At the invitation of Professor Robert, I'm starting a new thread.

Dr Bob, you are continually trying to draw clear distinctions between Catholicism and other (especially Christian) religions. I grant that Catholics are (a little) different, but, as they still fundamentally believe in the magic, invisible daddy in the sky, there is really NO difference.

Two points: The Bible (whether or not you take it literally) is the foundation of your (and all Christian) religions. A cursory examination of the Bible reveals a SMALL handful of usable tenets along with pages and chapters FULL of utter nonsense. The fact that any religion would base itself upon such a holey book, makes that religion as creditable as Joseph's golden tablets from God which he, unfortunately, misplaced.

God: I will be heartily disagreed with here, but I find the idea of God to be completely understandable. Here we have, at the dawn of civilization, various groups of totally ignorant people trying to put words, meanings, and causes to all manner of things which they couldn't possible understand. Combine this with a clever but ruthless set who have come to realize that, if they ascribed words, meanings, and causes to the world around them, people would actually BELIEVE them (as they no other source of information). These priests could and did use this power to govern the people - insisting that everyone in the tribe bow before them.

Then came the age of knowledge. We could start to actually understand all these things that the priests had, up till then, kept to themselves. As the power base for all civilized people rested with these priests, they were (and, of course, still are) wildly defensive of their position.

There is, however, NO CONCEIVABLE REASON for any educated person to believe in the supernatural - aside from these historic pressures.,

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Oh dear,. Bob. If you are really maintaining that understanding of the supernatural requires an understanding of quarks marrying, you are in deep shit indeed. In truth there is no way out for you. You HAVE TO declare "de fide" because, in the final analysis, that is ALL it is.

"just finding these multi-level threads hard to navigate"

I agree, but it DOES, I believe, work better than a purely chronological presentation. What I do is browse the emails for something that interests me then follow the link from there to the position in the thread where it appears. Perhaps more experienced members could relate a better way to navigate.

Maybe the easy thing is to just ask you Prof. Robert - Why are you a still a Catholic?

@Reg, why are you still an atheist?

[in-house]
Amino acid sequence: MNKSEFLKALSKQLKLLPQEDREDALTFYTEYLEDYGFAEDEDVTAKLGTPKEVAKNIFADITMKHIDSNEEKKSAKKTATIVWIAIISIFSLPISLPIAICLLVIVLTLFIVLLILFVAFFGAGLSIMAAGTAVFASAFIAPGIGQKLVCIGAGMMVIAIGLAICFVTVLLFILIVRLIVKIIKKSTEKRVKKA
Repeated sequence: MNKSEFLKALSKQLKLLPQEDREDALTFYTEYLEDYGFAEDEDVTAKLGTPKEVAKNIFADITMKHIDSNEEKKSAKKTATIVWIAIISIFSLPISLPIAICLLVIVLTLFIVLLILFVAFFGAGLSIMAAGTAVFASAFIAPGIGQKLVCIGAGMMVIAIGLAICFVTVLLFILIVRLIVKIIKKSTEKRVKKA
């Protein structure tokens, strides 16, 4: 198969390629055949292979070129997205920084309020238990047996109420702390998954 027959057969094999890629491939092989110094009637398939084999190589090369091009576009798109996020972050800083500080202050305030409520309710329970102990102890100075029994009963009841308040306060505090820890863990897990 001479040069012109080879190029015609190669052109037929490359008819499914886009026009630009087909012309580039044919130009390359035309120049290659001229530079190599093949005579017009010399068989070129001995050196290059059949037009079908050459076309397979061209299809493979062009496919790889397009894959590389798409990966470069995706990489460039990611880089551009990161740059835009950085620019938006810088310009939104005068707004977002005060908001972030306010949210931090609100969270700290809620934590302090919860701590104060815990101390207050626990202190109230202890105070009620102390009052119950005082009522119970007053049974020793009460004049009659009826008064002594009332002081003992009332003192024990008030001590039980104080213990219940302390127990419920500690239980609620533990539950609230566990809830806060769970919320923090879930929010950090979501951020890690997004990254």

Atheism as a social theory is largely a failure.  Its level of adoption is low, and tends to be limited to those who nurse an anger toward organized religion for personal reasons. Most people find that unsatisfying the long run, and people who leave organized religion without anger seem to prefer a benign therapeutic deism.  Atheism hasn't in any way proved itself useful in strengthening society, inspiring creativity, or causing individuals to work diligently toward self-improvement.   It does not insist that people reach out across ethnic/tribal lines to consider all humans brothers and sisters, it has little success in moving people to sacrifice for the good of the whole, it offers neither comfort for the afflicted nor challenge for the self-satisfied.  It would tear down religion or social structures that it feels are outmoded, but does not offer any satisfying replacement.   Intellectually, I personally find it largely shallow and lacking nuance, and at times more dogmatic than most religions with which I am familiar.

Gell-Mann made up a tale about some faeries he named after nonsense words from a James Joyce novel.  Made-up human idea, written in human books, passed along by very human scientists.  Nonetheless, useful in describing the physical world, and therefore increasingly accepted by large groups of scientists, built into the Standard Model, and now largely adopted as being a reasonable description of our understanding of the truth of that physical world.

How is atheism useful in the social world? It does not seem like it has anywhere near enough utility as a theory to be widely adopted, which is what in fact we seem to see.  So it stays a relatively small fringe cult, with adherents only in societies that tend to be arrogant and wealthy at the expense of others.


Theres so much of that I agree with - so much food for thought.

and Im as atheist as they come.

@ Professor Robert - I can't really disagree with most of what you say.  I think it's the militant atheists who tend to be the angry ones.  I think the atheist ideal is more widespread and tenacious than you give it credit for.  Apart from that, you're pretty on the money. 

@ Kris - hardliners, people who want an end to religion. 

@Kris - for me, it's a good descriptive, but I can see how it might be used to give a negative slant to what someone's saying. 

Why is ending religion , the source of the vast majority of evil on this planet a bad thing ? If wanting religion to end makes one a militant atheist , count me in !

What an interesting statement.

Why would an atheist believe in a completely religious concept like "evil"?

I can't believe you think "good" and "evil" are religious concepts.  I'm so amazed that one minute you are busy expressing how in depth and detailed your knowledge is, and then you apparently struggle to understand the meaning of a four-letter word.



Religion says that evil comes from the Devil.

How does science explain it?


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